Financial Daily from THE HINDU group of publications
Friday, Jun 28, 2002
Info-Tech - Telecommunications
Corporate - Accounting Standards
WorldCom scandal to hit Indian operations
NEW DELHI, June 27
AFTER the Enron episode which still continues to haunt Indian policy planners, the $3.8-billion (approximately Rs 18,240 crore) WorldCom accounting scandal unearthed in the US on Wednesday is likely to seriously impact the group's operations in India.
The company had signed a crucial memorandum of understanding (MoU) with VSNL, the only international long distance provider in the country, for frame relay service. Industry sources are apprehensive that long-distance telephone calls from India on certain international routes that are operated with support from WorldCom systems may also get affected.
Simultaneously, the incident would also take its toll on the company's plan to set up a manufacturing base in Indiaduring the current year as had been finalised earlier, sources familiar with the company's operations said.
Also, the functioning of another WorldCom group company UUNET the single largest Internet backbone service provider in the world, which had entered into a strategic alliance with the Delhi-based information technology company, DelhiNet Web Services Private Ltd, may be adversely hit, industry sources reckon.
WorldCom has a substantial presence in the Indian telecom sector through its wholly-owned subsidiary, MCI WorldCom India Private Ltd.
It is a partner of VSNL for providing frame relay services for voice and data in India and the US through which long distance calls to the US and Canada from India are routed. In February this year, the company had also bagged an approval from the Central Government for manufacture, distribution, marketing and sale of calling cards and distribution, marketing and sale of personal identification numbers (PINs) for use outside India.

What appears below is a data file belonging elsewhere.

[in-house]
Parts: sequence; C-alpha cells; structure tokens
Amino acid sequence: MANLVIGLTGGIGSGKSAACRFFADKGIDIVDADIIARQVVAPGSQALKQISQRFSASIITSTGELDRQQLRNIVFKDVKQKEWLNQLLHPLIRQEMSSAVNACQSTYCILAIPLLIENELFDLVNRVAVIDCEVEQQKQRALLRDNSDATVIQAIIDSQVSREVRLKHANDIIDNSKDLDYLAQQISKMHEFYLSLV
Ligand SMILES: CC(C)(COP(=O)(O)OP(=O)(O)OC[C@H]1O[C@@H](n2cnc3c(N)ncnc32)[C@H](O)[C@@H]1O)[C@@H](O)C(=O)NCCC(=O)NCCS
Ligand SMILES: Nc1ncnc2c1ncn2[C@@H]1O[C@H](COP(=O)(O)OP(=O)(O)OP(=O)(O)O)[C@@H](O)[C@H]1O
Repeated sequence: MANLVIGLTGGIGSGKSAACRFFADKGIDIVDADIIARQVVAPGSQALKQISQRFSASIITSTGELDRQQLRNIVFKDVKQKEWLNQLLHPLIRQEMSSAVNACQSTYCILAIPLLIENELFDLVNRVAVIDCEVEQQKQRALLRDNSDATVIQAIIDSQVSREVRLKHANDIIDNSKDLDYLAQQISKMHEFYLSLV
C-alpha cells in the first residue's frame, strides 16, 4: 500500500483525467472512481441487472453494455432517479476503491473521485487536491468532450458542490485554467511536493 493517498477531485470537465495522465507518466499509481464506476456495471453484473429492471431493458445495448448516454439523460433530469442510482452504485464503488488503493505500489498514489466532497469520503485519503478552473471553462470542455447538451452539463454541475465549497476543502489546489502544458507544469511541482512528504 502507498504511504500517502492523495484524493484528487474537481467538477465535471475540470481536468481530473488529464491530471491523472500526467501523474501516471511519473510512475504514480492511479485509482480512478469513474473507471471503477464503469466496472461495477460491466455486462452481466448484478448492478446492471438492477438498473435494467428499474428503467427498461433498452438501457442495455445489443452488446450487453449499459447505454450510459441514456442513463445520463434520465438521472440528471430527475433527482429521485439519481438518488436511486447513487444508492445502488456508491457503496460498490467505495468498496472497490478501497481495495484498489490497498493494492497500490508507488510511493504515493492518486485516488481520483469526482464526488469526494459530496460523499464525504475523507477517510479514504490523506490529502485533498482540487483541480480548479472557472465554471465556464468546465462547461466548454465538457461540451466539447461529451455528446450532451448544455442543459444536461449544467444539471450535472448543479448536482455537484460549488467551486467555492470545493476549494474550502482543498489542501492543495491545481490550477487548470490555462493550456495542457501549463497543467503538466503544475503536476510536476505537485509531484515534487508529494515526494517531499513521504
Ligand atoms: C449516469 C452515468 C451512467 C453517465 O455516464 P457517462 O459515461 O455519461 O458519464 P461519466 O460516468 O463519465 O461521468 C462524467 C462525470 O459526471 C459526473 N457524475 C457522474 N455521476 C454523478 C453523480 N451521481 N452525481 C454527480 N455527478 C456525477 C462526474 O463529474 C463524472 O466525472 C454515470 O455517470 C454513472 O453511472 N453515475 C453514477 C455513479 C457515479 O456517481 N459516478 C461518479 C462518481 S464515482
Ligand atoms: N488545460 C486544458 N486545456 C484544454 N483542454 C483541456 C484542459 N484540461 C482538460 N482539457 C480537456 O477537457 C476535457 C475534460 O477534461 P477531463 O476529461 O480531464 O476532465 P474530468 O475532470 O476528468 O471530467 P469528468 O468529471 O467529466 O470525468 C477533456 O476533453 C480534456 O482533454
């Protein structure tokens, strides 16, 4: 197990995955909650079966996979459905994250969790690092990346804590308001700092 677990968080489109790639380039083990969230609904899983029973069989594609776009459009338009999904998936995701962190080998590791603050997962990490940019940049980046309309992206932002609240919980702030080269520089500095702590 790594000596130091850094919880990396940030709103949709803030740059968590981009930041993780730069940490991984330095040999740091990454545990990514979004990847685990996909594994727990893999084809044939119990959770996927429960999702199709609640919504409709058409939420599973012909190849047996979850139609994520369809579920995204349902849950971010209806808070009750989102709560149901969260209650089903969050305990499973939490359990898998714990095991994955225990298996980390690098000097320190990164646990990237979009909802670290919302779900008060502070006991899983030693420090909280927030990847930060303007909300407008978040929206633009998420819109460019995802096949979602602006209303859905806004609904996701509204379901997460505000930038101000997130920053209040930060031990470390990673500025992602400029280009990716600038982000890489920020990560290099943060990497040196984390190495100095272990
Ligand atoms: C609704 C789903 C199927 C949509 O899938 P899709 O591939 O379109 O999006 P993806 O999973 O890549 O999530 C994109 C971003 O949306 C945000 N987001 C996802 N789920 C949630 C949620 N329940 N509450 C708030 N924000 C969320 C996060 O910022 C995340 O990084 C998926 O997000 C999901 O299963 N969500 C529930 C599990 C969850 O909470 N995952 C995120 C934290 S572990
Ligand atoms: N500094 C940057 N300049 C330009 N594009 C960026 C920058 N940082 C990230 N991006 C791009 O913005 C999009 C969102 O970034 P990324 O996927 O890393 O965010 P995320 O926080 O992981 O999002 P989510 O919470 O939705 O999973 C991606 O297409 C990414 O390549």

The company's India Country Head, Mr Deepak Maira, when contacted by Business Line, declined to comment, but stated that the company's Hong Kong office would be able to deliberate on the issue.
The company's spokesperson for Indian and South Asian operations, Ms Lowena Kwok, when contacted in Hong Kong, was not available for comment.
However, a spokesperson on behalf of Citagate Delwee Rogerson, the Hong Kong-based public relation firm handling WorldCom account, told that the company would not like to make any specific comments about its Indian operations.
The company is also permitted to provide consultancy and management services for the installation and maintenance of end-to-end private circuit capacities in the country and was playing an advisor to several leading telecom companies in the country.
The Indian subsidiary currently has a paid-up capital of Rs 4 crore and employs around 200 persons, but the exact employee strength couldn't be ascertained as company officials preferred to remain tight-lipped to every query.
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